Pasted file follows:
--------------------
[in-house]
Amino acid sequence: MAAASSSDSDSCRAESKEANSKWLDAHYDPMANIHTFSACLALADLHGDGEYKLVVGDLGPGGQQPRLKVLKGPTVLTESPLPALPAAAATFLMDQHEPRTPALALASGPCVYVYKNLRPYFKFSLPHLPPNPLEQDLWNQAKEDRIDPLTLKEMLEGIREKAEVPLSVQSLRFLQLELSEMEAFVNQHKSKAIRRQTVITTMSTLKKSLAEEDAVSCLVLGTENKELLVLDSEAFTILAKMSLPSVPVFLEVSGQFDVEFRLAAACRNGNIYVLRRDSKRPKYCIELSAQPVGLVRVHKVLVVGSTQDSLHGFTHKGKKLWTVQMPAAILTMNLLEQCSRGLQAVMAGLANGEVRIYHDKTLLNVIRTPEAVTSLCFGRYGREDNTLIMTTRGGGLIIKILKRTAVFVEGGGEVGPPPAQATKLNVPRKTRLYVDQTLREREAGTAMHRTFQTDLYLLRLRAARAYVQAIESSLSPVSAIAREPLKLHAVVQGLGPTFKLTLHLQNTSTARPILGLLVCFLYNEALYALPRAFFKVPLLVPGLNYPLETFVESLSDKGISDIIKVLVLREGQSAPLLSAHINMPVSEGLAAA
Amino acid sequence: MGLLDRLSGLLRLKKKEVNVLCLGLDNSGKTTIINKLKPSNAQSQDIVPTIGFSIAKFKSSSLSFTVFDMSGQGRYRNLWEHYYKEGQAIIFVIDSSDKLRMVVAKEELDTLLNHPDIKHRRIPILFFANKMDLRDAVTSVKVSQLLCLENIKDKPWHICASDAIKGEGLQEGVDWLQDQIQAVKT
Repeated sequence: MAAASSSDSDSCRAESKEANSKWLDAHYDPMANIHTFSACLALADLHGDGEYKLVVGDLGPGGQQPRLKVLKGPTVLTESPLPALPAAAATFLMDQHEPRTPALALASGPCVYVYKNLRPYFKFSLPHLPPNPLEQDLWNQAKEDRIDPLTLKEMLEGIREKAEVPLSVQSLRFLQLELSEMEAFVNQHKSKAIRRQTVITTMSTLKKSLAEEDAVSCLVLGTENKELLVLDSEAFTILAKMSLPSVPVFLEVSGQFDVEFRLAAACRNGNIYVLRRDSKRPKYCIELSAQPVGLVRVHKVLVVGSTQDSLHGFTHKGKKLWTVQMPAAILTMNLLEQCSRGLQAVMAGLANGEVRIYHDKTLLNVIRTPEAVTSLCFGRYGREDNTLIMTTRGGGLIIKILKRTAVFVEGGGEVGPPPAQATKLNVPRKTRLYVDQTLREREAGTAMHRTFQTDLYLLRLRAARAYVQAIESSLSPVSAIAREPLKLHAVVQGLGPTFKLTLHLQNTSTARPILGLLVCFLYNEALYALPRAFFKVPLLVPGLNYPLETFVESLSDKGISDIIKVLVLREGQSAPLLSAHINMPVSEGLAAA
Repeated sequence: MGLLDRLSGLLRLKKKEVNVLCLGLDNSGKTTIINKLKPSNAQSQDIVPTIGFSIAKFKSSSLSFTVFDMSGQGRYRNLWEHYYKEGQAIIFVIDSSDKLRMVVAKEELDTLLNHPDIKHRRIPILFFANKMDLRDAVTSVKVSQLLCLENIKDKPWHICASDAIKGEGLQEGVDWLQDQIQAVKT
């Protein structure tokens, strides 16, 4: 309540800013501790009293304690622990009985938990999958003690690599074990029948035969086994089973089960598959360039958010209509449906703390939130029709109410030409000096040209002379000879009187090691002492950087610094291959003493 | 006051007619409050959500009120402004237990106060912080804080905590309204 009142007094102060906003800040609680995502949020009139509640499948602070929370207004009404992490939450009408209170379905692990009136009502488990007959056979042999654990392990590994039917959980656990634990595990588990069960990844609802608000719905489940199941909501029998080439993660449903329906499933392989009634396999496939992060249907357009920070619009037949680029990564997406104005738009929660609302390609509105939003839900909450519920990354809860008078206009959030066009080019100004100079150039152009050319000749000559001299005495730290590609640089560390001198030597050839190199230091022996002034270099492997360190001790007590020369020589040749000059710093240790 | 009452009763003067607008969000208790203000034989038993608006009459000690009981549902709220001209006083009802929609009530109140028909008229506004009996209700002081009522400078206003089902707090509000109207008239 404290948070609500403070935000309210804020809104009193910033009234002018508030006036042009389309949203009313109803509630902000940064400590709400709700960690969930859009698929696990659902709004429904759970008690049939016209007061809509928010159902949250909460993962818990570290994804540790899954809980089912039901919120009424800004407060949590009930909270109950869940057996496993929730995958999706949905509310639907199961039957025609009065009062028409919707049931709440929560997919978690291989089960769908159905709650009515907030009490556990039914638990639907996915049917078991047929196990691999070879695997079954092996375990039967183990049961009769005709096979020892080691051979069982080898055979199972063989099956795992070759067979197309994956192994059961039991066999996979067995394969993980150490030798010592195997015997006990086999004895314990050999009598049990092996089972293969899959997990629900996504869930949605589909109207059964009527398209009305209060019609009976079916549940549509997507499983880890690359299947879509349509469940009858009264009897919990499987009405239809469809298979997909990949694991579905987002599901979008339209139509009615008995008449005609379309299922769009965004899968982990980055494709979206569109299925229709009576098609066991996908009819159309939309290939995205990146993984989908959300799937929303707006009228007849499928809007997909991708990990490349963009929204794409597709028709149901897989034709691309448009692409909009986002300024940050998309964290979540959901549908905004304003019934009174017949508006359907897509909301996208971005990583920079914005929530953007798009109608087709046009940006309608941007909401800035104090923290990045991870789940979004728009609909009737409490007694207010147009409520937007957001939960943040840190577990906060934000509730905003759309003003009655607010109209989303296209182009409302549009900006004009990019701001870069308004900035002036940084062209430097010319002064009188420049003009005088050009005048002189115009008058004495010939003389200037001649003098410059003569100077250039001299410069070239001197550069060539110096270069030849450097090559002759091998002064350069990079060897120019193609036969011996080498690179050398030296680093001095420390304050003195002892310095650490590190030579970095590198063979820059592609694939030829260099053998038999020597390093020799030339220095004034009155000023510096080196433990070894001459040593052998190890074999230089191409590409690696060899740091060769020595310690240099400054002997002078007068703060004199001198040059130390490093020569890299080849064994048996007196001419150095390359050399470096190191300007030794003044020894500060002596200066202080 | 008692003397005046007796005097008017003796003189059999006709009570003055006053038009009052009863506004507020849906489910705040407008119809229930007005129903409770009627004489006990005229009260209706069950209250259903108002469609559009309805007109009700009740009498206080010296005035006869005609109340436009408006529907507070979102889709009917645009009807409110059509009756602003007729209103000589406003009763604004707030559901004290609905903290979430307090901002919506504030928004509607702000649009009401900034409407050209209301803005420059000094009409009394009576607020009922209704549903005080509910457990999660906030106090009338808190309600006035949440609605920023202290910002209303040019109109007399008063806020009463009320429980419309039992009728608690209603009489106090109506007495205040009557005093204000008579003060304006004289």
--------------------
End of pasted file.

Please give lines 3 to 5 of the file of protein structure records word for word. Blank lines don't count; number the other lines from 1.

Amino acid sequence: MGLLDRLSGLLRLKKKEVNVLCLGLDNSGKTTIINKLKPSNAQSQDIVPTIGFSIAKFKSSSLSFTVFDMSGQGRYRNLWEHYYKEGQAIIFVIDSSDKLRMVVAKEELDTLLNHPDIKHRRIPILFFANKMDLRDAVTSVKVSQLLCLENIKDKPWHICASDAIKGEGLQEGVDWLQDQIQAVKT
Repeated sequence: MAAASSSDSDSCRAESKEANSKWLDAHYDPMANIHTFSACLALADLHGDGEYKLVVGDLGPGGQQPRLKVLKGPTVLTESPLPALPAAAATFLMDQHEPRTPALALASGPCVYVYKNLRPYFKFSLPHLPPNPLEQDLWNQAKEDRIDPLTLKEMLEGIREKAEVPLSVQSLRFLQLELSEMEAFVNQHKSKAIRRQTVITTMSTLKKSLAEEDAVSCLVLGTENKELLVLDSEAFTILAKMSLPSVPVFLEVSGQFDVEFRLAAACRNGNIYVLRRDSKRPKYCIELSAQPVGLVRVHKVLVVGSTQDSLHGFTHKGKKLWTVQMPAAILTMNLLEQCSRGLQAVMAGLANGEVRIYHDKTLLNVIRTPEAVTSLCFGRYGREDNTLIMTTRGGGLIIKILKRTAVFVEGGGEVGPPPAQATKLNVPRKTRLYVDQTLREREAGTAMHRTFQTDLYLLRLRAARAYVQAIESSLSPVSAIAREPLKLHAVVQGLGPTFKLTLHLQNTSTARPILGLLVCFLYNEALYALPRAFFKVPLLVPGLNYPLETFVESLSDKGISDIIKVLVLREGQSAPLLSAHINMPVSEGLAAA
Repeated sequence: MGLLDRLSGLLRLKKKEVNVLCLGLDNSGKTTIINKLKPSNAQSQDIVPTIGFSIAKFKSSSLSFTVFDMSGQGRYRNLWEHYYKEGQAIIFVIDSSDKLRMVVAKEELDTLLNHPDIKHRRIPILFFANKMDLRDAVTSVKVSQLLCLENIKDKPWHICASDAIKGEGLQEGVDWLQDQIQAVKT